Exam Spotlight

Leads and lags speed up or delay successor activities but should not replace schedule logic.

Let's revisit the house-painting example to put all this in perspective. In order to paint, you first need to scrape the peeling paint and then prime. However, you can't begin painting until the primer has dried, so you shouldn't schedule priming for Monday and painting for Tuesday if you need the primer to dry on Tuesday. Therefore, the priming activity generates the need for lag time at the end of the activity to account for the drying time needed before you can start painting.

Lead time works just the opposite. Suppose, for this example, you could start priming before the scraping is finished. Maybe certain areas on the house don't require scraping, so you don't really need to wait until the scraping activity finishes to begin the priming activity. In this example, lead time is subtracted from the beginning of the priming activity so that this activity begins prior to the previous activity finishing.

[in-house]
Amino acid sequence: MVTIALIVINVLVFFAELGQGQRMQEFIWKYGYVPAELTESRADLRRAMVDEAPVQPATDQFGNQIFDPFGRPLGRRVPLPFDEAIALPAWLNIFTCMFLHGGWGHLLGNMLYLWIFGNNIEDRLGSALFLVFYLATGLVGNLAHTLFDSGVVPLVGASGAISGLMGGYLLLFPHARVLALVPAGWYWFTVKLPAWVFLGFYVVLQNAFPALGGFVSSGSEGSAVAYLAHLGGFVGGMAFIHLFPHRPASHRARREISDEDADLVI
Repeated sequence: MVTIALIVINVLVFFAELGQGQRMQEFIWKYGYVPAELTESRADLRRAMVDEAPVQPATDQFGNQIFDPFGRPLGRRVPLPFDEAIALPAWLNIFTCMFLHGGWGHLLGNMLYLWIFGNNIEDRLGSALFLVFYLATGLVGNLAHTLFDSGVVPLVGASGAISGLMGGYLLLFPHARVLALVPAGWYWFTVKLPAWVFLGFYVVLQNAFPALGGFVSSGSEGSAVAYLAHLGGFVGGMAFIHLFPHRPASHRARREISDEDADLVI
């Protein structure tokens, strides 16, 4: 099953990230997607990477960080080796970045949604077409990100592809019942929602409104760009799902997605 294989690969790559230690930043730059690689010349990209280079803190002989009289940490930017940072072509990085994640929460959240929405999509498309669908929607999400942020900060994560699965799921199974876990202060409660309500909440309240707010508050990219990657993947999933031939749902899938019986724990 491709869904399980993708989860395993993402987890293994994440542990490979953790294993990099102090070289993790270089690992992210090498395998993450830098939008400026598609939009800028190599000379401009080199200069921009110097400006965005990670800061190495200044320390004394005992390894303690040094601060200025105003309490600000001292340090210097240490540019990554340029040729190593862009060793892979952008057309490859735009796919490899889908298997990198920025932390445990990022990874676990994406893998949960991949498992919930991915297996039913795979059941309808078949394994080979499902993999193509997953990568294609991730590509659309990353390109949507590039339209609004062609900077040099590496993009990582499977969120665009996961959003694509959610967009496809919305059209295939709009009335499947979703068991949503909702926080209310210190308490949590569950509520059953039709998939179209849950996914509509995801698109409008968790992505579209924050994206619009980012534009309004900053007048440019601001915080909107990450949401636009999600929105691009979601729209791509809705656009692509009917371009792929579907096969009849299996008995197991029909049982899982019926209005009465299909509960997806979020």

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Project Management Made Easy

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